FIFTH CIRCUIT REVERSES SOUTHERN DISTRICT RULING HOLDING JURY VERDICT NOT CONCLUSIVE AS TO LIABILITY COVERAGE QUESTION
The Fifth Circuit Court of Appeals last Tuesday reversed a pro-carrier ruling from the Southern District of Texas holding the trial court had incorrectly concluded, based on a state court jury’s findings, that the insured’s conduct did not require the insurer to indemnify. In Mid-Continent Casualty Co. v. Brock, No.10-20726, 2011 WL 4807715 (5th Cir. Oct. 11, 2011), the insurer sought the district court’s declaration of no coverage based on the verdict in a Texas suit between Ms. Brock and the insured. That suit involved a number of claims arising out of the insured’s restoration work at Ms. Brock’s home following a fire. The insurer argued that the state court jury’s answers to a number of questions established that the insured’s conduct was not an “occurrence” covered by the policy.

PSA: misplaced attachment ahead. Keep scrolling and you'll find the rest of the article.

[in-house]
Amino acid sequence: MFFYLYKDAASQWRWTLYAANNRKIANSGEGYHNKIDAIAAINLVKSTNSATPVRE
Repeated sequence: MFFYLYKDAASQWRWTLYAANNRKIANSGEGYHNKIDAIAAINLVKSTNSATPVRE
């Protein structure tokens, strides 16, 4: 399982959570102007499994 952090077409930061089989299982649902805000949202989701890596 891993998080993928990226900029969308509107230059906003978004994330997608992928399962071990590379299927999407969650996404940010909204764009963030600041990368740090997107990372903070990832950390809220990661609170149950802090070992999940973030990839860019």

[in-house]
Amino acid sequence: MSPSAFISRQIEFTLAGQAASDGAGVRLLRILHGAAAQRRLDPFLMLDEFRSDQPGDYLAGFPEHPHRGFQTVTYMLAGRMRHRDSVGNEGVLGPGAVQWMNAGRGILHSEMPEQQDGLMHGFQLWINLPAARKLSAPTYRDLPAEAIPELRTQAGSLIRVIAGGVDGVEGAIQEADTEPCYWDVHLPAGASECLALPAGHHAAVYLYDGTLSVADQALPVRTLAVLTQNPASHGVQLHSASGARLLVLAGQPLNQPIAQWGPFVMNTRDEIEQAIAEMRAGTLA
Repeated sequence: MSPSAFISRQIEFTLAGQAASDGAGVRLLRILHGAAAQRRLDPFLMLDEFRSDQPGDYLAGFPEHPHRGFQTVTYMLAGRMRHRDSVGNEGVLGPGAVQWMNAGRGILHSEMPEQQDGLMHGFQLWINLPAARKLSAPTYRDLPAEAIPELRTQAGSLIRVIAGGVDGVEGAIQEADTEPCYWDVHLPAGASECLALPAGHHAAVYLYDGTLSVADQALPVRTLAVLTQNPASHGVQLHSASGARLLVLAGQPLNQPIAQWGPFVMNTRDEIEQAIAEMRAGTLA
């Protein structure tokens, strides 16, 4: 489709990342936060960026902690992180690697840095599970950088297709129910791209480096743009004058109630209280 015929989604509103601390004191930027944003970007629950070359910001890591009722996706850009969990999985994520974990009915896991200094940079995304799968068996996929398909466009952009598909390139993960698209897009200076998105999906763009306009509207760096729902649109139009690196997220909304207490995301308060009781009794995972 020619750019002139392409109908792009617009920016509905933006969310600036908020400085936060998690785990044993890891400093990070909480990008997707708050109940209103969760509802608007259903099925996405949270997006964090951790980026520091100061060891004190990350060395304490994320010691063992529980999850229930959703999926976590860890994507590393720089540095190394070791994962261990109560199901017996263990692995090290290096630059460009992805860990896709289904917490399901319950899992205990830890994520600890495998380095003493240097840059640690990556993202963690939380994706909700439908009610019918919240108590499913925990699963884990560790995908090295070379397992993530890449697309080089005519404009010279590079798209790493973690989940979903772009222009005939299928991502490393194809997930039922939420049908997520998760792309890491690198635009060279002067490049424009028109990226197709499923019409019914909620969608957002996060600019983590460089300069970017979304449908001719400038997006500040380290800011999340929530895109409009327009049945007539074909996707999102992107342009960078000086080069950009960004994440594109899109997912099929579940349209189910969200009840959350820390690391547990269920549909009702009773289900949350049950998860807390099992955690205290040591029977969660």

The Fifth Circuit first observed that the jury’s answers, though they established the insured’s liability, did not establish that Ms. Brock’s damages were a foreseeable result of the insured’s actions. In addition, although the jury found that the insured intentionally engaged in the conduct giving rise to liability, the jury did not find that the insured intended Ms. Brock’s damages that resulted from the conduct. Thus, the jury verdict was not conclusive as to whether Ms. Brock’s damages “were expected or intended,” and the Fifth Circuit remanded the case to the District Court for further proceedings.